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As a result, it is now standard practice for large and complex projects in the major developing markets to employ project finance techniques. The total volume of project finance transactions concluded in 1996 and 1997 before the financial crisis (an esti mated 954 projects costing $215 b i i o n ) would have been hard to imagine a decade ago. T h e number of active ago. active participants in these markets also increased increased as many inter national institutions (investment banks, banks, commercial banks, institutional instituti onal investors, and others) moved quickly to build up their project finance expertise. Th e financial financialand and economic crisi crisiss that tha t began in mid-1997 in East Asia, the site of  much recent growth, and spread to t o other o ther countries since then th en has ha s dramatically slowed slowed market evolutio evolution. n. The estimated number of projects projects in developing developing markets fell in 1998 to 140 for an amount of $60 of $60 bi io n. The Th e financ financial ial ca capa paci city ty and willingness of many banks in these countries and of other ot her potential potent ial invest investors ors to support sup port large projects projects have have also also been eroded. As a result, sponsors in crisis countries, both private and public, have canceled or deferred defer red numerous major major projects. projects.T h e ones sti still ll under implementation, particularly those financed during the past few years, have come under increased stress in the face of  reduced reduc ed market demand for their t heir output outp ut or related sponsor problems. problems. Wi th the prospects prospects for economic growth slowing slowing worldwide worldwide,, sponsors sponsors in other countries and regions are also structuring projects more conservatively It is not yet clear how prolonged these diiculties will be. When Wh en the growth of o f new productive productive investment picks picks up again, again, however, proje project ct financing is likely to increase, increase, particularly in countries where perceptions of risk remain high and investors could be expected to turn to structuring structuring techniques to help alleviate these risks. ADVANTAGES OF PROJECT FINANCE -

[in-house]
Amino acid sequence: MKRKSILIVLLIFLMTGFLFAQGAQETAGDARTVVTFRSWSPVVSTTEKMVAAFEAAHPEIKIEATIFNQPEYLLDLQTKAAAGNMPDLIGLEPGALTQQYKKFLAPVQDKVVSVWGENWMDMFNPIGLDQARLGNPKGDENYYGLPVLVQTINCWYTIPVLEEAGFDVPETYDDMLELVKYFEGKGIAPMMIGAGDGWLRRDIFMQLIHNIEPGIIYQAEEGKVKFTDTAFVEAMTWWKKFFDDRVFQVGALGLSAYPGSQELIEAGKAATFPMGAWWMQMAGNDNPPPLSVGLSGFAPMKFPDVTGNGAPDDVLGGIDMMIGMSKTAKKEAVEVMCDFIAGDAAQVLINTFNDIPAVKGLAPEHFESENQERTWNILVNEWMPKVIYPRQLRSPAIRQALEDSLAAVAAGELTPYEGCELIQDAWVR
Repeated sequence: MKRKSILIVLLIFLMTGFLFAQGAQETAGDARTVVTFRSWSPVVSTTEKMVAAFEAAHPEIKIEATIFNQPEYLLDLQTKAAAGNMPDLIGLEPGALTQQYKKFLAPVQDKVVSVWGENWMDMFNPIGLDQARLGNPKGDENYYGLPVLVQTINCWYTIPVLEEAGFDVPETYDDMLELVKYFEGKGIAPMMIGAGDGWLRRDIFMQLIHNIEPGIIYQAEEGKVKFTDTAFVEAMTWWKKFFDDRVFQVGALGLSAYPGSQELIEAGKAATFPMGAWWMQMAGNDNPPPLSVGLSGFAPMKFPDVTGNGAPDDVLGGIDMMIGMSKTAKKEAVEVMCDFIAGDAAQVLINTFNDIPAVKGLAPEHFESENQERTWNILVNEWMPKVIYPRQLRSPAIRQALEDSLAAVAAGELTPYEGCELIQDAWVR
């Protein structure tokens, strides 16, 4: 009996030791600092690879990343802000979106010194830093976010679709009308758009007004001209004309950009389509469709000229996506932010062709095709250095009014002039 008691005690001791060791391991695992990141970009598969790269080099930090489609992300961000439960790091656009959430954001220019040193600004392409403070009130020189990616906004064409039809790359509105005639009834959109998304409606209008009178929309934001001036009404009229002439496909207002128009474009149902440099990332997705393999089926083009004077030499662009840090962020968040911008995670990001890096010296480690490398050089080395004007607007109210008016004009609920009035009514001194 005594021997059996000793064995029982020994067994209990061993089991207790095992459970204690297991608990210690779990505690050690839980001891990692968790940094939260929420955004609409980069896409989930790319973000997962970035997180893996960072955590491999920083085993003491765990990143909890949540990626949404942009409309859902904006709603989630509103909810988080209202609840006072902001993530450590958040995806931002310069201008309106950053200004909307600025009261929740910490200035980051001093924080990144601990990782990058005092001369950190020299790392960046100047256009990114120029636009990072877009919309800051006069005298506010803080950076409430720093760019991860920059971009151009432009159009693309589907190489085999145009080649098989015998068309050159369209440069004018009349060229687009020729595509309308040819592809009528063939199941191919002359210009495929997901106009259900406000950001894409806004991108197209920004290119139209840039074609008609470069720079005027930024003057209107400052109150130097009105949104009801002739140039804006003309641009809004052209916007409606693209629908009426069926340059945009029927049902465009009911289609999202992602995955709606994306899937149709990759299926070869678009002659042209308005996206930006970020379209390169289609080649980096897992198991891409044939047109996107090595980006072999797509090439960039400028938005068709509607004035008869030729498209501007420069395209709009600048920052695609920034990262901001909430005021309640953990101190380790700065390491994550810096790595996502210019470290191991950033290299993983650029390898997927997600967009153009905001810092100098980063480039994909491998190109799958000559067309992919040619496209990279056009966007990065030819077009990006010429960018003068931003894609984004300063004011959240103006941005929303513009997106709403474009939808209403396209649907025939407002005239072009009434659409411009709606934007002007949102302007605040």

In the appropriate approp riate circumstances, project project finance has two important impo rtant advantage advantagess over over tra ditional dition al corporate finance: finance: it can (1)increase the availability of finance; and (2) reduce reduce the overall overall risk for major project participants, bringing bringi ng it down to t o an acceptabl acceptablee level level.. For a sponsor, a compelling reason to consider using project finance is that the risks of the th e new pro project ject will remain separate from its existing business. Th Then en if the project, project, large or small, were to fail, this would not jeopardize the financial integrity of the th e corporate sponsor's core businesses. Proper structuring will also protect the sponsor's capital base and debt capacity and usually allow the new project to be financed without requiring as much sponsor equity as as in traditional corporate finance. finance. Thus Thu s the t he technique enables a sponsor to t o increase increase leverag leveragee and expand its overall overall bu~iness.~ By allocating the risks and the th e financing needs of the project among amo ng a group of inter -

ested parties or sponsors, sponsors, project finance makes makes it possible possible to undertake undert ake projects projects that tha t

 

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P R O I E C T

F I N A N C E